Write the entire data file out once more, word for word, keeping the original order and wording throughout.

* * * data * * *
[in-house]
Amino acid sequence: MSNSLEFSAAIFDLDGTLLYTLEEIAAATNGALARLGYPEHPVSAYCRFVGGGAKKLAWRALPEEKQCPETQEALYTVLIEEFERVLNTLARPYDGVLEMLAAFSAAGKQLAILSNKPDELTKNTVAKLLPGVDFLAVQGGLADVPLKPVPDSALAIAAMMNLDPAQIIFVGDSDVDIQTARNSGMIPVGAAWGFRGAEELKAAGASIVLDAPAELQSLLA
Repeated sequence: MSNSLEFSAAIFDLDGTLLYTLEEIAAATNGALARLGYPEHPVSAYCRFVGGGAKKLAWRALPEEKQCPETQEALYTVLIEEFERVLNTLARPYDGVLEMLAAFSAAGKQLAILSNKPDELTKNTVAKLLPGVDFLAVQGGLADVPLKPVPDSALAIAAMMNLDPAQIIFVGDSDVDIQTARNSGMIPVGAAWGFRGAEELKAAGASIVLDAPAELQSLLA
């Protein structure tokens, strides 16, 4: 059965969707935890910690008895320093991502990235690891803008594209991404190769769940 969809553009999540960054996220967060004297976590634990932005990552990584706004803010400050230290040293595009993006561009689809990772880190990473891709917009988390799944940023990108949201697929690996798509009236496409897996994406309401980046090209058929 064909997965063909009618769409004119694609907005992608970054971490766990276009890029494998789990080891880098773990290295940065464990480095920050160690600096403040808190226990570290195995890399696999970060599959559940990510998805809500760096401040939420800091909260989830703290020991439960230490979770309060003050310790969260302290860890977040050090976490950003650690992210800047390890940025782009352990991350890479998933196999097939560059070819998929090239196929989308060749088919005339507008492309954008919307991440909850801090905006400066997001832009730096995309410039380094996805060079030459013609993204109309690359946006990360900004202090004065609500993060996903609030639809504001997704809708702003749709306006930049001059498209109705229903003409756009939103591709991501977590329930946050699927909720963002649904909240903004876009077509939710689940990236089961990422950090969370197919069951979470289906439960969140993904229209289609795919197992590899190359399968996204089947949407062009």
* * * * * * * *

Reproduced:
[in-house]
Amino acid sequence: MSNSLEFSAAIFDLDGTLLYTLEEIAAATNGALARLGYPEHPVSAYCRFVGGGAKKLAWRALPEEKQCPETQEALYTVLIEEFERVLNTLARPYDGVLEMLAAFSAAGKQLAILSNKPDELTKNTVAKLLPGVDFLAVQGGLADVPLKPVPDSALAIAAMMNLDPAQIIFVGDSDVDIQTARNSGMIPVGAAWGFRGAEELKAAGASIVLDAPAELQSLLA
Repeated sequence: MSNSLEFSAAIFDLDGTLLYTLEEIAAATNGALARLGYPEHPVSAYCRFVGGGAKKLAWRALPEEKQCPETQEALYTVLIEEFERVLNTLARPYDGVLEMLAAFSAAGKQLAILSNKPDELTKNTVAKLLPGVDFLAVQGGLADVPLKPVPDSALAIAAMMNLDPAQIIFVGDSDVDIQTARNSGMIPVGAAWGFRGAEELKAAGASIVLDAPAELQSLLA
């Protein structure tokens, strides 16, 4: 059965969707935890910690008895320093991502990235690891803008594209991404190769769940 969809553009999540960054996220967060004297976590634990932005990552990584706004803010400050230290040293595009993006561009689809990772880190990473891709917009988390799944940023990108949201697929690996798509009236496409897996994406309401980046090209058929 064909997965063909009618769409004119694609907005992608970054971490766990276009890029494998789990080891880098773990290295940065464990480095920050160690600096403040808190226990570290195995890399696999970060599959559940990510998805809500760096401040939420800091909260989830703290020991439960230490979770309060003050310790969260302290860890977040050090976490950003650690992210800047390890940025782009352990991350890479998933196999097939560059070819998929090239196929989308060749088919005339507008492309954008919307991440909850801090905006400066997001832009730096995309410039380094996805060079030459013609993204109309690359946006990360900004202090004065609500993060996903609030639809504001997704809708702003749709306006930049001059498209109705229903003409756009939103591709991501977590329930946050699927909720963002649904909240903004876009077509939710689940990236089961990422950090969370197919069951979470289906439960969140993904229209289609795919197992590899190359399968996204089947949407062009």